Lakeland 50, July 30th 2016

The Lakeland 50, although one of my 3 Bucket List Races in 3 Months (Mont Blanc Marathon, Lakeland 50, TDS), was always meant to be a preparation event for the TDS at the end of August.

Just over half way into the race, feeling strong and marching up Gatesgarth Pass it shifted in my mind from preparation event to a race that I might actually do quite well at if I kept my head and kept moving as per my pre-race plan – hike conservatively at the beginning of climbs and harder toward the top, run the downhills and then take the ‘flat’ sections as run/walk intervals to conserve energy and reduce muscle fatigue!

Initially, when I entered the race my goal had been to finish in daylight or at least just before sunset – ambitious but ultimately not something I think I could have achieved this year. After Mont Blanc Marathon I reset my goals for the race and they were to enjoy it, not get lost and to get around without injuring myself. The closest thing I had to a time/A-goal was to finish somewhere between 11 and 13 hours. I honestly didn’t think I would be racing into the top 100, finishing with my headtorch still stashed in my pack and only 45 minutes after sunset!

16. Placings and splits

Placing & Splits

I cannot stop thinking about the race and how well it went – I would definitely say it’s the best race I’ve ever run when it comes to strategy and tactics. This being the case it has now become my focus and my A-Race for 2017, my first 100 miler is on the back burner and it might stay there for some time until I feel as though I’ve reached my potential at 50 miles!

Onwards then, to the race report which is broken down in CP to CP sections.


Dalemain to Howtown (Total Distance 17.8km)

I slept unusually well the night before the race. Unusual because I don’t normally get more than five hours before a race and also because I happened to have ended up camping next to the porta-toilets for the entire Lakeland camp! I got 8 hours of unbroken sleep and woke up feeling mentally focused on the task ahead. I had the luxury of time so I took a shower, grabbed an egg roll and walked into Coniston to get a decent cup of coffee with my fellow campsite resident and Lakeland first timer (and first time ultrarunner!), Franck.

After standing at the back of a very cramped school hall trying to listen to Marc and Terry (RDs) explain what lay ahead all 675 competitors filed out and got onto coaches to take us to the start line an hour away. All I picked up from the race briefing was that once we got to the top of Fusedale Pass and onto High Kop we needed to go to the right of a wooden post and pass a cairn which would be to our left before descending and running alongside Haweswater Reservoir. Also, we were told that if we were planning on getting lost we should take someone with us!

7. About to enter Start pen

At the start with my phantom pains and mental demons!

The first 7km or so of the race is over uneven, hilly and grassy ground which is really not great to run on. For some reason the slow start, although fitting my plan, really started to mess with my mind. Until we got off the Dalemain Estate and through the village of Pooley Bridge my head was telling me that I wouldn’t be able to get through the race. It was telling me I was going too slow, it was probably going to rain and I’d hate that. It was telling me my left hamstring was too tight to progress much further than the first CP…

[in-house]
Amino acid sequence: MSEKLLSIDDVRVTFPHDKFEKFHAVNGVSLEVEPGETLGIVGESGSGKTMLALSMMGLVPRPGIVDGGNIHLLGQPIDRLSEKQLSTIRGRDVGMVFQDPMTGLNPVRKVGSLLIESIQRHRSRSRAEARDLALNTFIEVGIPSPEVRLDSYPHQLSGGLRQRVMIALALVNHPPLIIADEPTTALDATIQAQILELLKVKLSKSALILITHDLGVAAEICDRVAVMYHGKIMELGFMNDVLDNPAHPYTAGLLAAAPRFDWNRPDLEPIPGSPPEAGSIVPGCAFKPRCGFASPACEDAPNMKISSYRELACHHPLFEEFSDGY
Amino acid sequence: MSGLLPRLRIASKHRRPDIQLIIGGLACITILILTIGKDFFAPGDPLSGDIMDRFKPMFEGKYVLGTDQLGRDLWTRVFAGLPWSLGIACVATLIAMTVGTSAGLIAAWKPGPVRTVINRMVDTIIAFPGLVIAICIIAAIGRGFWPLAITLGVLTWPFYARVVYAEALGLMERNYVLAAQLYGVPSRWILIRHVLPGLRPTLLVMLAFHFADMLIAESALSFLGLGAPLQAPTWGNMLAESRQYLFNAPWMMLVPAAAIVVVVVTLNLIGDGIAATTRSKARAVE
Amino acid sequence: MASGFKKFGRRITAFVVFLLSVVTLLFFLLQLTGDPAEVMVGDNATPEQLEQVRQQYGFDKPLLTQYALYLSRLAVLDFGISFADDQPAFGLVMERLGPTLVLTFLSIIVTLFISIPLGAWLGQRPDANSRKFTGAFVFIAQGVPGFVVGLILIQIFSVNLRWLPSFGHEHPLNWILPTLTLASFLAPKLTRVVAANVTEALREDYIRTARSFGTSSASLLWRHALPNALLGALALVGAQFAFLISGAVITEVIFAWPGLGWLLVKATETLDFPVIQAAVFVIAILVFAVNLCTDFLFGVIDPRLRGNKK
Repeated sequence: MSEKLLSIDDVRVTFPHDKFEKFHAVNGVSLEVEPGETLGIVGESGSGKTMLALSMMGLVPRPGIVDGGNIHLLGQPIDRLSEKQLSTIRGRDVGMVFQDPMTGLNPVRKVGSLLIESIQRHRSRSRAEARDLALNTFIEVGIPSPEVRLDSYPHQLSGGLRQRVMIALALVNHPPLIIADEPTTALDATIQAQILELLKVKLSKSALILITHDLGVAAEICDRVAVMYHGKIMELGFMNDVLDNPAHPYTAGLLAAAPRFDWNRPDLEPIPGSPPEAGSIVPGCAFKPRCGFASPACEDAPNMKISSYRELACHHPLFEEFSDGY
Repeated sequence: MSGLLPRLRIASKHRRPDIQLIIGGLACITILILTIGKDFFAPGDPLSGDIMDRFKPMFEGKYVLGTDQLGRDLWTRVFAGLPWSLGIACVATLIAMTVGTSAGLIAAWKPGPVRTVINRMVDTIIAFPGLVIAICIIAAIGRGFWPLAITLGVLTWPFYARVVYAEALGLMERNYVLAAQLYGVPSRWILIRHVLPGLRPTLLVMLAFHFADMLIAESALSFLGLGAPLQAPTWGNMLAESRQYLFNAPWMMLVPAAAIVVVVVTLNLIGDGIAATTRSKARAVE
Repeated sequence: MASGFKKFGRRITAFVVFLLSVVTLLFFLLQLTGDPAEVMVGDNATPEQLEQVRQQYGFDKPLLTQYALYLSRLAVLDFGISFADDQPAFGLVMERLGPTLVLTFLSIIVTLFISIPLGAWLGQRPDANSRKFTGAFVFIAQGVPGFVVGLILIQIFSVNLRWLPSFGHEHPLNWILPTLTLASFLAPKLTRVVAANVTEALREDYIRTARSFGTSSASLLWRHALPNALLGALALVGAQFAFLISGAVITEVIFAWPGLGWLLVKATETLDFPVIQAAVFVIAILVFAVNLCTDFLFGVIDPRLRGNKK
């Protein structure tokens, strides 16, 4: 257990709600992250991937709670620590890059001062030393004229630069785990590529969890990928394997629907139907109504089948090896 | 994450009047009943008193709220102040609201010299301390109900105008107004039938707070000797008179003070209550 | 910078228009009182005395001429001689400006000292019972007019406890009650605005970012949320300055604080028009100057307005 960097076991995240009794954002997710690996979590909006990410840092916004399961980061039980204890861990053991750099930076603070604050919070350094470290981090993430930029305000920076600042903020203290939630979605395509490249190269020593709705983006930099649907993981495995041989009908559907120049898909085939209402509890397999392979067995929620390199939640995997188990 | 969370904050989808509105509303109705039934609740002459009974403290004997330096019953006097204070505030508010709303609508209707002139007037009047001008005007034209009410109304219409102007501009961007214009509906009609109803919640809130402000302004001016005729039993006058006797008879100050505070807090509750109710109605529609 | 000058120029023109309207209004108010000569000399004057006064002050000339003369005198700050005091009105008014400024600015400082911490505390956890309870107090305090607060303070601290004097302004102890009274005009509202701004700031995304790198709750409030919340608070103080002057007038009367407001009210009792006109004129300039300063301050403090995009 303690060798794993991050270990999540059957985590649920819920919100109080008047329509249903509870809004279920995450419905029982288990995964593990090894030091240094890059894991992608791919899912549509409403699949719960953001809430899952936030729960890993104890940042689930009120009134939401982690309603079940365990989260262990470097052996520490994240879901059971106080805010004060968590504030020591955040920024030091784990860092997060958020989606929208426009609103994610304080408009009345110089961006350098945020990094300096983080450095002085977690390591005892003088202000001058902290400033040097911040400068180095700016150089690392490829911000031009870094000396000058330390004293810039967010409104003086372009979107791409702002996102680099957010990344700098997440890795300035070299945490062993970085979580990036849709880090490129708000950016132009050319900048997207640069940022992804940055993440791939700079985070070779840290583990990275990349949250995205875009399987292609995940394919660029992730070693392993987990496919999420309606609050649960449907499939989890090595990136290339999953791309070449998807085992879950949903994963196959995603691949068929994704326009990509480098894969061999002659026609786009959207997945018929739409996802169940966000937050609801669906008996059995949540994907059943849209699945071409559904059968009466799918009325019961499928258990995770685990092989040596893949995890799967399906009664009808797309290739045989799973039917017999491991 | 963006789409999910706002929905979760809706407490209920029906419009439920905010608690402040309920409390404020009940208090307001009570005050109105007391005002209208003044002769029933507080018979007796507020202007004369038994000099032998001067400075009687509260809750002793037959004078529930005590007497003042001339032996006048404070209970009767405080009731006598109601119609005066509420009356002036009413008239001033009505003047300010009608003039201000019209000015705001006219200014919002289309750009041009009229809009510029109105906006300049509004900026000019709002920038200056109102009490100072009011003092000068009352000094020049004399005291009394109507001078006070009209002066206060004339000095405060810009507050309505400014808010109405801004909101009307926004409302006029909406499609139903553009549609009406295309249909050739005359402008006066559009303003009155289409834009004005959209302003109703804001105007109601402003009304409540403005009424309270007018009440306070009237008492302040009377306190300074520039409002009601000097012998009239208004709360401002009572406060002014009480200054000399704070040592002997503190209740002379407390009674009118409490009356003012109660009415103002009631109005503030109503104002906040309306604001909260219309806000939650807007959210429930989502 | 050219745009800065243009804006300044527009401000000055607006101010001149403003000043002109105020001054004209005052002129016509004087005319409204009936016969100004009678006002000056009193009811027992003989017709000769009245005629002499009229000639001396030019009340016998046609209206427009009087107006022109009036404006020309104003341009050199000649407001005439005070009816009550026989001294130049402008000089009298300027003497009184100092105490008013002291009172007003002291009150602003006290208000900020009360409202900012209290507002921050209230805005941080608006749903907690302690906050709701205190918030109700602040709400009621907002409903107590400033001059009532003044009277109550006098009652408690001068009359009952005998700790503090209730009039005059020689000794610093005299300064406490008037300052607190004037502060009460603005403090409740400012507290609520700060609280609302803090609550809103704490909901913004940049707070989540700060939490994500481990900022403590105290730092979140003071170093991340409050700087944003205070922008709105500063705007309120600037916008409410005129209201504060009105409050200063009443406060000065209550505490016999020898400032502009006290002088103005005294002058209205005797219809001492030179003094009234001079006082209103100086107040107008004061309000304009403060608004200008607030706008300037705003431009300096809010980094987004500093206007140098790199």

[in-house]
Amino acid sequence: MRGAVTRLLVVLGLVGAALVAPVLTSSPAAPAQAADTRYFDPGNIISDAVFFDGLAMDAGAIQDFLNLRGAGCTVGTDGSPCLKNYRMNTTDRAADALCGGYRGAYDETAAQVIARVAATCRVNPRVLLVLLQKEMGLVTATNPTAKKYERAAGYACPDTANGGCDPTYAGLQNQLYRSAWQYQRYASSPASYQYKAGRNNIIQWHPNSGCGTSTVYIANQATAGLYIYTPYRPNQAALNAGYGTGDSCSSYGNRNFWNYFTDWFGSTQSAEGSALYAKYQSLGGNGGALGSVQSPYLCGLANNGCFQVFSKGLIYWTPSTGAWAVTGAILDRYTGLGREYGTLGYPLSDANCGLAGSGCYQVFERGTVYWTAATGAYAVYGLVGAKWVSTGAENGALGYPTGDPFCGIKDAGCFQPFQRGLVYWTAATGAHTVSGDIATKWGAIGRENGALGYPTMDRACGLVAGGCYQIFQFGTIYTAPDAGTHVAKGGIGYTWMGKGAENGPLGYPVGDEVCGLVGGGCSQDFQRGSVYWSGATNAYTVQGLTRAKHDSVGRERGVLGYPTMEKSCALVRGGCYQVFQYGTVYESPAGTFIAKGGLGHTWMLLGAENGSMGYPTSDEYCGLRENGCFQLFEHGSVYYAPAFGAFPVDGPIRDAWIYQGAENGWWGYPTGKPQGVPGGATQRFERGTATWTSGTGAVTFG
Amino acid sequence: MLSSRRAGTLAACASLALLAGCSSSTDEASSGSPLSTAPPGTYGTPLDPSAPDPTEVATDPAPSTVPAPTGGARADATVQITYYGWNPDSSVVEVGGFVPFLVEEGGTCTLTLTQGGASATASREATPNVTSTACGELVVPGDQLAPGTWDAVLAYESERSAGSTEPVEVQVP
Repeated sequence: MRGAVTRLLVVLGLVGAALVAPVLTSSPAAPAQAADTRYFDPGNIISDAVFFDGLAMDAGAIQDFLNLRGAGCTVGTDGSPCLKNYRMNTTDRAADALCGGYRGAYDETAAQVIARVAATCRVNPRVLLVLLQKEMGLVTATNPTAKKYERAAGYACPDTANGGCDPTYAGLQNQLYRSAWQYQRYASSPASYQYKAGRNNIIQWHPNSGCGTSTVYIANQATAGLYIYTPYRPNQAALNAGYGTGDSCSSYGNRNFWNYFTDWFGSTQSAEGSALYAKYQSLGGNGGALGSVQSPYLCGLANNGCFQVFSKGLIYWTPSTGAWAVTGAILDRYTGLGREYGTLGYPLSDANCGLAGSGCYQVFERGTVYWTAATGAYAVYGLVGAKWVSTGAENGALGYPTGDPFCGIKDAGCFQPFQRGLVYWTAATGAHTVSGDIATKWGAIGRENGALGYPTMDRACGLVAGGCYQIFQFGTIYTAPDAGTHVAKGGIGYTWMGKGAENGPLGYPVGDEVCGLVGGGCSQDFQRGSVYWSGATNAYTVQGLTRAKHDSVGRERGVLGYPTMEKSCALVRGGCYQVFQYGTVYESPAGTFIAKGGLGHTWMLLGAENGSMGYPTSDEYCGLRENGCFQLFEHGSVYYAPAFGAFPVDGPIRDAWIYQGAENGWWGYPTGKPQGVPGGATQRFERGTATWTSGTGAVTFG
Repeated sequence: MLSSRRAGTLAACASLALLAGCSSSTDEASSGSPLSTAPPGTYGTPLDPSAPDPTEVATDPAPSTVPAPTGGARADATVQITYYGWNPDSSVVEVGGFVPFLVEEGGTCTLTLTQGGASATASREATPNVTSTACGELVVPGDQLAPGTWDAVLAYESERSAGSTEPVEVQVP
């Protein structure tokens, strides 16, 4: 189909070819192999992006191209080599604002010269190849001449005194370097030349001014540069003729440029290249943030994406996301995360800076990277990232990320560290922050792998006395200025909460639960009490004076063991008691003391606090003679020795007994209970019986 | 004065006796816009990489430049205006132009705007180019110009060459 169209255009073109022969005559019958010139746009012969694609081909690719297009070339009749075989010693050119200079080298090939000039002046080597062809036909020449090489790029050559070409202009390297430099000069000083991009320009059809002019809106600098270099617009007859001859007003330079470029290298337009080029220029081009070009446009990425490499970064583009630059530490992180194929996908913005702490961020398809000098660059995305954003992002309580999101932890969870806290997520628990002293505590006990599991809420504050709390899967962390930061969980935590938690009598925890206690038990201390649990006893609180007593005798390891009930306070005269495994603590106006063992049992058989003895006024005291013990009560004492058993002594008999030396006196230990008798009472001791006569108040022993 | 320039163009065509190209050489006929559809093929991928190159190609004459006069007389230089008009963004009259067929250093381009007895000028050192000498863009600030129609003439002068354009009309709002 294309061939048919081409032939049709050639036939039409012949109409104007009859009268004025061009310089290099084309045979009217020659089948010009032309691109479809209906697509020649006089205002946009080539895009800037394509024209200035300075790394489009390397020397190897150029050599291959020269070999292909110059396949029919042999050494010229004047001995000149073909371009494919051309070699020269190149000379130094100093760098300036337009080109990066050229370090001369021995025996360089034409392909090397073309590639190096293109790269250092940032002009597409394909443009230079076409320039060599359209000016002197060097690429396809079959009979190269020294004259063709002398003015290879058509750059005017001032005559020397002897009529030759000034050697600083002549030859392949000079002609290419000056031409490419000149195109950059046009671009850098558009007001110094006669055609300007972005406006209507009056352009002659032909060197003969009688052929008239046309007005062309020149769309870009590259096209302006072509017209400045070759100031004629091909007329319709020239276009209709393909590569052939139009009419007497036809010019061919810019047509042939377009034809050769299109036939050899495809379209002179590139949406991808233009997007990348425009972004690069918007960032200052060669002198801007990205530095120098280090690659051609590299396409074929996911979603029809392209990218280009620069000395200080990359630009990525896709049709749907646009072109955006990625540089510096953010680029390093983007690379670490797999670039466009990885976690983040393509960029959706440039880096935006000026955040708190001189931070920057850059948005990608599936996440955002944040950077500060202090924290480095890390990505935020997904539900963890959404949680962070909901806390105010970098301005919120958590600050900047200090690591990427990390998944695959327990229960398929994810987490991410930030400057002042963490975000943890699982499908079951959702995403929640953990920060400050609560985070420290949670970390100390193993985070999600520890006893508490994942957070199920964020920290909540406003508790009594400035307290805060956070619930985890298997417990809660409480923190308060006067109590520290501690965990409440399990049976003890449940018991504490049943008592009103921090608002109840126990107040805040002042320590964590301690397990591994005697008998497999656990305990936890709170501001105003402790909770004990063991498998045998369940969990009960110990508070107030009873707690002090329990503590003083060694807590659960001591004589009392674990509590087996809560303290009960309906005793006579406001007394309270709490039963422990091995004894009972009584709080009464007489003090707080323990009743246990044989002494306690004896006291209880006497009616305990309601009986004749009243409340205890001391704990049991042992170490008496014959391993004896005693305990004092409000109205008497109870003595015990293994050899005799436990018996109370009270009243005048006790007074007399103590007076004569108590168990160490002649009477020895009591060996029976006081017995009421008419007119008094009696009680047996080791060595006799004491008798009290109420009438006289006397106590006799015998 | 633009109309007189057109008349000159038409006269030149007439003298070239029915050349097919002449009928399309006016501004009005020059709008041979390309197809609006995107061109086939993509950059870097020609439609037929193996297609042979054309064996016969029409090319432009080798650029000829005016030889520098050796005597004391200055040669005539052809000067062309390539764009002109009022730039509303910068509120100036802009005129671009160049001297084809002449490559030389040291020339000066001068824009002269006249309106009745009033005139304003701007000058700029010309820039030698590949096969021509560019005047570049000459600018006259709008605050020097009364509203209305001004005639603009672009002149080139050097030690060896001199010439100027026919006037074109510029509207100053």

And then, all of a sudden, we were on the High Street trail and climbing with Heughscar Hill to our left and I began to feel all misty eyed and felt a sense of wonder and joy building up as I looked up and saw people hiking up in front and people dropping back behind us. I was hiking along with Franck chatting away and we were both very happy with our pace and with the plan we had talked about during the morning – the plan I mentioned in the introduction: hike up, run down, run/hike the flat.

Howton to Mardale Head (TD 33km – from last CP 15.2km) (129th place)

In what felt like no time we dropped down into the checkpoint at Howton and greeted the competitors hiking out and back onto the course with smiles which were returned – it seemed everybody was starting to really enjoy the day!

With my mental demons now vanquished and feeling warmed up and confident about my strategy I breezed into the aid station employing my “Slow is smooth, smooth is fast” mantra that worked so well at Mont Blanc Marathon. I got my bottles filled, grabbed some salted crisps and two cookies and then hiked out of the CP eating on the move and heading toward the biggest climb of the day up Fusedale Pass.

8. circa 20km

Around about the 20km point.

On the climb I caught up with my friend and fellow blogger Giles Thurston who was well into the 100 miler – I gave him a pat on the shoulder, some words of encouragement and a smile and then picked up my pace as we neared the top of the climb. We topped out on the bog of High Fell and picked up into a jog, nay a canter. Or, really, was it more of a hop, skip and jump as we all tried not to lose our shoes! I knew this section would go on for a kilometre or so before dropping into a pretty serious descent – the first steep one of the day.

10. Climing out of Mardale Head

Towards the top of Fusedale. (Taken by Michael Harley, 86th place)

At the beginning of the descent the clouds parted and the sun came out and this was enough for me to decide I was going to hammer it! So I did. In so doing, I passed a fair few people before reaching the bottom and starting on the relatively flat (but rocky and narrow) trail alongside Haweswater to Mardale Head CP. I hadn’t realised it but at this point I had put a gap between Franck and myself so I was running solo for about 20 minutes before deciding that as the weather was heating up I should stop to fill my spare bottle from a stream and dip my visor – Franck skipped past and said the CP was only 3km or so ahead. I stuck to my plan, let him go and said I’d catch up to him before then.

I was feeling great. I’d cleared my right bottle of water, was halfway through the left side bottle filled with Tailwind and I was feeling extremely happy that I’d had the foresight to pack a spare bottle for extra water in case the weather heated up. The views were spectacular and I initiated my run/walk strategy opting to fast hike for longer than I have previously in races – along Haweswater it was about 600 to 800m of fast hiking followed by 800 to 1200m of running. I caught up with Franck just as we rolled into Mardale Head.